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From Wikipedia, the free encyclopedia

Dodman Point
Dodman from the south west - geograph.org.uk - 1476874.jpg
Dodman Point from the south west
LocationCornwall
Coordinates50°13′10″N 4°48′07″W / 50.219534°N 4.802055°W / 50.219534; -4.802055
Elevation373.88 feet (114 m)[1]
OperatorNational Trust
DesignationScheduled monument[2]
Websitewww.nationaltrust.org.uk/the-dodman

Dodman Point (Cornish: Penn Den Varow) near Mevagissey is the highest headland on the south Cornwall coast, measuring 374 feet (114 m).[3] It is also known by its earlier names of the Deadman and Deadman's Point.[4] It hosts the remains of an Iron Age promontory fort,[2] and at its seaward end is a large granite cross, erected in 1896 to help protect shipping from this headland.[3] It is mentioned in the shanty Spanish Ladies.

To its north-east and in its lee is the small anchorage and sand beach of Gorran Haven.

Below the large stone cross, there is a way down to the bottom of the small cliffs and there is some climbing there on the faces mainly bouldering as it is rarely scaled so there are no fixed anchor points.[5]

YouTube Encyclopedic

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  • Polkerris to Charlestown (Coast Path) - Discover Cornwall UK (HD)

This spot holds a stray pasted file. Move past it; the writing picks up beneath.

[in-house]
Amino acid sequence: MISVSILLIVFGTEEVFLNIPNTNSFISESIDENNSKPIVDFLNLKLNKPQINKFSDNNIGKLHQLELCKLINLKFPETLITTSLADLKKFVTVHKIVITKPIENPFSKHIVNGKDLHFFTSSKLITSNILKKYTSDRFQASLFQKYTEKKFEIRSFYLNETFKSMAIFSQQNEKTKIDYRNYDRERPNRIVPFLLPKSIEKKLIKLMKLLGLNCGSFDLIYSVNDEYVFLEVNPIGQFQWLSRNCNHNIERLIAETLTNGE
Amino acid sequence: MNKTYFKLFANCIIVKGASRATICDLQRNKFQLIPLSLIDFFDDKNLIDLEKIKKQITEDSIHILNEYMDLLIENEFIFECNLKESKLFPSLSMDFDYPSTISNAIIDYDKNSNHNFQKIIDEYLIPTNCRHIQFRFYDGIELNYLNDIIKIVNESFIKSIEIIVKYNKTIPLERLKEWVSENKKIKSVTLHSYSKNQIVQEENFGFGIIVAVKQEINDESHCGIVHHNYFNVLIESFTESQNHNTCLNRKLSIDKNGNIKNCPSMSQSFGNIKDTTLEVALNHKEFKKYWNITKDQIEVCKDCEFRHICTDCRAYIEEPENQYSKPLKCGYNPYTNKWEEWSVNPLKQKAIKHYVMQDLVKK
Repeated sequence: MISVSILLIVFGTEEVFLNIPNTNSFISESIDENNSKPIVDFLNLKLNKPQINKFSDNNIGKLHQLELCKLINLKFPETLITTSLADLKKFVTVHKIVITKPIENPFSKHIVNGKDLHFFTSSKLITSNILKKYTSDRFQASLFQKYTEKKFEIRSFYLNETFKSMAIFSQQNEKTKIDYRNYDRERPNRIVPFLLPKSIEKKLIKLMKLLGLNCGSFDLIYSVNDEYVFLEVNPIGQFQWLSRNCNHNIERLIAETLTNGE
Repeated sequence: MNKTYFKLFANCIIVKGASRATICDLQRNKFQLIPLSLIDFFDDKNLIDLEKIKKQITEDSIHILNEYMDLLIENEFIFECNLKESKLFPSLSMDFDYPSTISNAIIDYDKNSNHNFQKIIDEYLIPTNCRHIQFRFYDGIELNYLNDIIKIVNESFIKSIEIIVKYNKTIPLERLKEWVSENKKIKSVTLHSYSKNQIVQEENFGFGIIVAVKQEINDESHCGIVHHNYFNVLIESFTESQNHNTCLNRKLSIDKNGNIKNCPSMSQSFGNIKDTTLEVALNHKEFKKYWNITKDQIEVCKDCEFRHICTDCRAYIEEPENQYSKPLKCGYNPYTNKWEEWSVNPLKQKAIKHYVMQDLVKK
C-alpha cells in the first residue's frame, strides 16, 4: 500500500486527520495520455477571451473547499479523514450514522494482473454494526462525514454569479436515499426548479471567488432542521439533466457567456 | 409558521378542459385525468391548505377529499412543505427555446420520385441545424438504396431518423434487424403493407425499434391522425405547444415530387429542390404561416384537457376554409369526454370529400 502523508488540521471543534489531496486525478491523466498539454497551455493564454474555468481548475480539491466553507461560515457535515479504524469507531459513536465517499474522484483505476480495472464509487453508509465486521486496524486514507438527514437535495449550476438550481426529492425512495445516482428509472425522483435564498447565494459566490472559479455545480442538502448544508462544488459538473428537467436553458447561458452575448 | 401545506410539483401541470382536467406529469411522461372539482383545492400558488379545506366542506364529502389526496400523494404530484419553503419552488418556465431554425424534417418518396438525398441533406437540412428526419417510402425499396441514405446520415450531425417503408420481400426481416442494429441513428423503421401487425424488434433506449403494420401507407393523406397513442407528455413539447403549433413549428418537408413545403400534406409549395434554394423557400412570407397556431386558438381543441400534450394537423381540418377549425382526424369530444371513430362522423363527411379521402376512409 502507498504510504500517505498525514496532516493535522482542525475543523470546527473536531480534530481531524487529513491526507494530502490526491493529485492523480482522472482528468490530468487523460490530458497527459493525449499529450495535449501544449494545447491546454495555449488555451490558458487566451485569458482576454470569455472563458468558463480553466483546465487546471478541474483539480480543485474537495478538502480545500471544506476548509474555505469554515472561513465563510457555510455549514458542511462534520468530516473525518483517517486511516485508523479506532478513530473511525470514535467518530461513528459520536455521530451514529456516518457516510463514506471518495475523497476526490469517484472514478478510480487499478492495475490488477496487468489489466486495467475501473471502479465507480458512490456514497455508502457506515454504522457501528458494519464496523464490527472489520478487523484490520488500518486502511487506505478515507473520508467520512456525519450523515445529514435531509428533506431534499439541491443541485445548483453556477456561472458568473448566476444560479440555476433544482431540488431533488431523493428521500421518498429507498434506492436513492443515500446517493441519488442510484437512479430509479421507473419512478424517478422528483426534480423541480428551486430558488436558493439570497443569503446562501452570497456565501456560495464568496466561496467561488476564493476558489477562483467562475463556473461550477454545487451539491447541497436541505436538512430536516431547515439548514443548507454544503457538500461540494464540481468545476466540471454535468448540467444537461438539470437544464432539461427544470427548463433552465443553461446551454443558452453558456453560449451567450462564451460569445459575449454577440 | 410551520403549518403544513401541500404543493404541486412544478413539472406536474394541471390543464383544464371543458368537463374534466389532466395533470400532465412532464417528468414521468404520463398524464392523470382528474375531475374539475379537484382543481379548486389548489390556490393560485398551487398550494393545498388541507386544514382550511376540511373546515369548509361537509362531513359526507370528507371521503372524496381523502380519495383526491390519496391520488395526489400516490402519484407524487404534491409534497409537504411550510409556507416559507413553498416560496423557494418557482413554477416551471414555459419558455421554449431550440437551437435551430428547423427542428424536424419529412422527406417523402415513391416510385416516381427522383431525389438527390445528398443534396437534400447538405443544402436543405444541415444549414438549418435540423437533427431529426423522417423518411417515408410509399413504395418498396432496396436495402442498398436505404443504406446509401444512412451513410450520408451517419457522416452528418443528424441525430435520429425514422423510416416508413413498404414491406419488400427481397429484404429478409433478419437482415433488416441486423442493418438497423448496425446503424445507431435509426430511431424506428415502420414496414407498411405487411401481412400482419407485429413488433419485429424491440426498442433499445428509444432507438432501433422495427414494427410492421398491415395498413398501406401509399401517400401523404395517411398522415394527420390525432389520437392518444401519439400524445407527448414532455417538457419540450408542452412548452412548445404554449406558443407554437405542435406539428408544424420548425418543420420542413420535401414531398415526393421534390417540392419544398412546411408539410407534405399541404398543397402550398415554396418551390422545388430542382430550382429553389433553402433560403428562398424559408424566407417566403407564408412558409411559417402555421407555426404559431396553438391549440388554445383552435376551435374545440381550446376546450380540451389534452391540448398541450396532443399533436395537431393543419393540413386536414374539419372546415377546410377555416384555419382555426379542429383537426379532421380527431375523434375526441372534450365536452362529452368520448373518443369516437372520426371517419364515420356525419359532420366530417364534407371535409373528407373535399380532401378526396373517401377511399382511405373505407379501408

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  • Discovery - Fowey (HD)

Transcription

Gallery

References

  1. ^ Ordnance Survey Bench Mark height via "Archived copy". Archived from the original on 2012-04-24. Retrieved 2011-09-17.CS1 maint: archived copy as title (link)
  2. ^ a b Historic England. "Details from listed building database (1020865)". National Heritage List for England. Retrieved 28 September 2015.
  3. ^ a b "The Dodman".
  4. ^ McKenzie & al. The New British Channel Pilot, containing Sailing Directions from London to Liverpool, including the Bristol Channel, and from Calais to Brest; also for the Coasts of Ireland, from Loch Carlingford to London, and thence to Galway Bay; compiled from the Latest Surveys of the Coasts of England and Ireland, also of the Coasts and Harbours of France, including the Remarks and Observations of Several Pilots, Masters in the Navy, and Coasters (11th ed.), p. 66. J.W. Norie & Co. (London), 1839. Accessed 26 May 2014.
  5. ^ "UK Climbing Limited". Dodman Point.
This page was last edited on 16 January 2021, at 23:04
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